Not enough data on lowered CVD, CRC risks to uphold previous recommendations

The United States Preventive Services Task Force (USPSTF) has issued a draft recommendation statement against the use of low-dose aspirin for the prevention of cardiovascular disease (CVD) in adults age 60 or older, which it says has no net benefit. However, the task force does recommend “with moderate certainty” that for adults ages 40-59 who have a 10% or greater 10-year CVD risk, low-dose aspirin does have a small net benefit. It also is no longer recommending the use of low-dose aspirin for the prevention of colorectal cancer (CRC).

The 2021 recommendation is as follows:

“The USPSTF recommends that the decision to initiate low-dose aspirin use for the primary prevention of CVD in adults ages 40 to 59 years who have a 10% or greater 10-year CVD risk should be an individual one, and recommends against initiating low-dose aspirin use for the primary prevention of CVD in adults age 60 years or older. Based on new analyses of the evidence from primary CVD prevention populations, longer-term followup data from the Women’s Health Study (WHS) (JE Buring, personal communication, Nov. 23, 2020), and new trial evidence, the USPSTF concluded that the evidence is inadequate that low-dose aspirin use reduces CRC incidence or mortality.”

These draft recommendations will be open for public comment until Nov. 8, 2021 at 11:59 p.m. EDT, and will replace the 2016 recommendations, which included use of low-dose aspirin for the prevention of CRC.

If finalized, the recommendation will replace the 2016 recommendation on aspirin use for the prevention of CVD and CRC:

“In 2016, the USPSTF recommended initiating low-dose aspirin use for the primary prevention of CVD and CRC in adults ages 50 to 59 years who have a 10% or greater 10-year CVD risk, are not at increased risk for bleeding, have a life expectancy of at least 10 years, and are willing to take low-dose aspirin daily for at least 10 years, and that the decision to initiate low-dose aspirin use in adults ages 60 to 69 years who have a 10% or greater 10-year CVD risk should be an individual one. The USPSTF found that the evidence was insufficient to assess the balance of benefits and harms of initiating aspirin use for the primary prevention of CVD and CRC in adults younger than age 50 years or adults age 70 years or older.”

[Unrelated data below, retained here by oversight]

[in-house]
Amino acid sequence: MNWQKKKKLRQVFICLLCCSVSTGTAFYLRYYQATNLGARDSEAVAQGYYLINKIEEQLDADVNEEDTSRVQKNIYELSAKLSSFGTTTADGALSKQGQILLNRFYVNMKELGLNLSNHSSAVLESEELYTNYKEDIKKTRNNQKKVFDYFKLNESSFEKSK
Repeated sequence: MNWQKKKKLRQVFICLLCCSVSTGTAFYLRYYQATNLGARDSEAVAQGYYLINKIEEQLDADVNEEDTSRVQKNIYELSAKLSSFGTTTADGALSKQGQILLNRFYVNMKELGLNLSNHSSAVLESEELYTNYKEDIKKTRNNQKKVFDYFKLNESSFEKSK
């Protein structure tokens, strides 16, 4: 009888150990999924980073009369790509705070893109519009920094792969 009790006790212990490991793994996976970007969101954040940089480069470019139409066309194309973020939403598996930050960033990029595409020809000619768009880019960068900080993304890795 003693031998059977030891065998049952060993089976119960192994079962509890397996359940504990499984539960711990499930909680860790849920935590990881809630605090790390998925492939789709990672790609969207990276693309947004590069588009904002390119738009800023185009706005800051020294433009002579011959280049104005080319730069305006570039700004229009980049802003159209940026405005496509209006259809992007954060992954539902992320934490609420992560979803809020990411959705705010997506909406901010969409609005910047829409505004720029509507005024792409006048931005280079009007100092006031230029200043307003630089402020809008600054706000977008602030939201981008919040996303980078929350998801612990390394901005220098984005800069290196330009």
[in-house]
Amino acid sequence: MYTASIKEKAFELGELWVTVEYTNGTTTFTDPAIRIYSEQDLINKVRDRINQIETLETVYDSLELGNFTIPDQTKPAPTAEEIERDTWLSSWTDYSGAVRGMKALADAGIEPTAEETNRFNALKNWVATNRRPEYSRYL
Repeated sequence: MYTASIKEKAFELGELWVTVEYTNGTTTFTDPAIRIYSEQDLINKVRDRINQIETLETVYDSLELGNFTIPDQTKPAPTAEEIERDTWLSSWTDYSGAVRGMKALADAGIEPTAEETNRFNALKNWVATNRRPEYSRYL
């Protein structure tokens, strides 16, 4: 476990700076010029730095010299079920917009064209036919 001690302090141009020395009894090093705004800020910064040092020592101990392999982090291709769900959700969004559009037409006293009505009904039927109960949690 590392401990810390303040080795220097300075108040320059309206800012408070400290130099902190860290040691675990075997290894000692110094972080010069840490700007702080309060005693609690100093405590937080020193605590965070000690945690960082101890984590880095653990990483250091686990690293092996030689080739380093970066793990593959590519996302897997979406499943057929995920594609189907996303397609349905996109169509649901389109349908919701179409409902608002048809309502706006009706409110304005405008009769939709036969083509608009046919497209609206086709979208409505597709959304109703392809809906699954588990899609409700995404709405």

The USPSTF outlined several research needs and gaps in its recommendation:

“More research is needed to evaluate the following.

  • “More research is needed on the gastrointestinal bleeding risk associated with aspirin use in populations representative of the U.S. primary CVD prevention population.
  • “More research is needed on improving the accuracy of CVD risk prediction in all racial and ethnic and socioeconomic groups.
  • “More research is needed to characterize the distribution of patient preferences across the spectrum of cardiovascular risk after patients are informed about the benefits and harms of aspirin.
  • “More research is needed on the effects of low-dose aspirin on CRC incidence and mortality over the long term (10 to 20 years and longer) in primary prevention populations, and in the context of current CRC screening practices.”

Candace Hoffmann, Managing Editor, BreakingMED™

Cat ID: 102

Topic ID: 74,102,730,102,914,16,188,23,935,142,192,925